Water more preciousthan oil?
September 9, 2016
The price of a barrel of oil generally translates to the pumps at some point.
So to the price for 1,000 gallons of Minden water will translate to the rates people pay for the water at home.
Right now all we know is what the wholesale rate will be. Both Carson City and Indian Hills have other water sources they use to blend with Minden water, so the price per 1,000 gallons will translate to something different from what Minden's charging them.
While Carson City may be Minden's largest wholesale water customer, the capital has lots of water sources besides Minden to serve its customers.
Douglas County Public Works Director Carl Ruschmeyer said there are several factors that will go into whatever rate change the county does for its customers.
All three entities must hold public hearings and publish the proposed rates before they're considered by their respective boards.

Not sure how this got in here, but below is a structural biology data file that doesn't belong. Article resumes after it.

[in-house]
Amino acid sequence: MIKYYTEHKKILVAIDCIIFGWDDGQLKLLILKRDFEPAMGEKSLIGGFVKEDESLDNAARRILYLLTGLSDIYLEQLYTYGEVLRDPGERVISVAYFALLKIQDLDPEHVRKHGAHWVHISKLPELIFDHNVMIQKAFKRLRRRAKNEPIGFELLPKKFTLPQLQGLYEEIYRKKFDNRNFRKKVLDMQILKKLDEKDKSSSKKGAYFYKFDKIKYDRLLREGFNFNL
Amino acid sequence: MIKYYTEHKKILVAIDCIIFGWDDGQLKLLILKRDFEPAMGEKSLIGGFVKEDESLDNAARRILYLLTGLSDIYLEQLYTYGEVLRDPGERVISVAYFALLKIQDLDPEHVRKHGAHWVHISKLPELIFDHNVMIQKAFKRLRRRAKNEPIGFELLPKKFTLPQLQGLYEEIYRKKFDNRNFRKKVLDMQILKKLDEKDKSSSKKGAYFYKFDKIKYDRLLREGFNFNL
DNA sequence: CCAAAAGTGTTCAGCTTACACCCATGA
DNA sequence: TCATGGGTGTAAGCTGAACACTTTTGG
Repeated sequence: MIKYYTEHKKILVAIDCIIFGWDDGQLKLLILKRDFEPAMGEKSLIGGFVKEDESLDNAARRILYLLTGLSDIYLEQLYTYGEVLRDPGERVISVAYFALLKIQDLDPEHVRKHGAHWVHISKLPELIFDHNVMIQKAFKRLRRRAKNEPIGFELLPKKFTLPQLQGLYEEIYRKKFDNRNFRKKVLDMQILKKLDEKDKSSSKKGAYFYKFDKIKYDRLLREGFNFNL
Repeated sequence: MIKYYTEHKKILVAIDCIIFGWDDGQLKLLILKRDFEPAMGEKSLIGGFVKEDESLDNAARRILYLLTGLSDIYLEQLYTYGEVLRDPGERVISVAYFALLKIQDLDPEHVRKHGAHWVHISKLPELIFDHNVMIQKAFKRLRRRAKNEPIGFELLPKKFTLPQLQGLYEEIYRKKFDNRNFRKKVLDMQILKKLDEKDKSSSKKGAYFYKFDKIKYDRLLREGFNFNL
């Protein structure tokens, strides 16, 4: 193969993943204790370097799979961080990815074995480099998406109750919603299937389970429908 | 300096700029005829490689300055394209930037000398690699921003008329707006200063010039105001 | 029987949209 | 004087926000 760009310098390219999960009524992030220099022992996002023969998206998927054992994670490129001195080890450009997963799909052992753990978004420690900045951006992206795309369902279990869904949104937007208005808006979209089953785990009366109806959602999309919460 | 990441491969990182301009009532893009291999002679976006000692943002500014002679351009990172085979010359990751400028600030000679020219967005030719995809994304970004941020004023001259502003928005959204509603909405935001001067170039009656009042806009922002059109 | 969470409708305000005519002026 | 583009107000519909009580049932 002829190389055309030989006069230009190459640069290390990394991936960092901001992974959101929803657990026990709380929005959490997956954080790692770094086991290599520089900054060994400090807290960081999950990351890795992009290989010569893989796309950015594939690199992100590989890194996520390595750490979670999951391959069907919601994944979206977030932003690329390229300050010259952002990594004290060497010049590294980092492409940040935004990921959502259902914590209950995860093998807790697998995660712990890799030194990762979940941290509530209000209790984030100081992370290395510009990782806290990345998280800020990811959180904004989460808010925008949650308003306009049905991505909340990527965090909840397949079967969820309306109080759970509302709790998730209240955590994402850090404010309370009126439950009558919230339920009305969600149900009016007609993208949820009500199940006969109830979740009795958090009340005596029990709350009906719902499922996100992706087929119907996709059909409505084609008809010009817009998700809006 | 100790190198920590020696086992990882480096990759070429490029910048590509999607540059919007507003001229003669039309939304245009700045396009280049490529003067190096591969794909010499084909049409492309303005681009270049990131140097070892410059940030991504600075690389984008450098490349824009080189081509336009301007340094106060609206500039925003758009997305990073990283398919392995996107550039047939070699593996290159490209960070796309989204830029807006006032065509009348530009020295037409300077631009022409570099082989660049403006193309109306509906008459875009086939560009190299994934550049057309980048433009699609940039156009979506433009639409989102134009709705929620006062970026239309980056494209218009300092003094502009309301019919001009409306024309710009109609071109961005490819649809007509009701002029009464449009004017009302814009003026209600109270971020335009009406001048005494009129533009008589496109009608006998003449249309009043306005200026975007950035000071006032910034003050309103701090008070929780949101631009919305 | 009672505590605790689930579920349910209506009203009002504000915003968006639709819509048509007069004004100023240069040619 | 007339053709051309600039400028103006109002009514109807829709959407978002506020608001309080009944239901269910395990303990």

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We've checked Indian Hills' agendas and can't see where they've approved the agreement to buy water from Minden, yet. We suppose there's a chance they won't.
The point in pumping water from Minden wasn't because it was cheap.
It was because it allowed water purveyors to reduce the level of arsenic. Treating the water to reduce the arsenic is an expensive prospect to implement and maintain.
For a basic commodity, there's a lot that goes into delivering fresh water to our homes. There may come a time when that becomes less expensive, but it won't be for a while.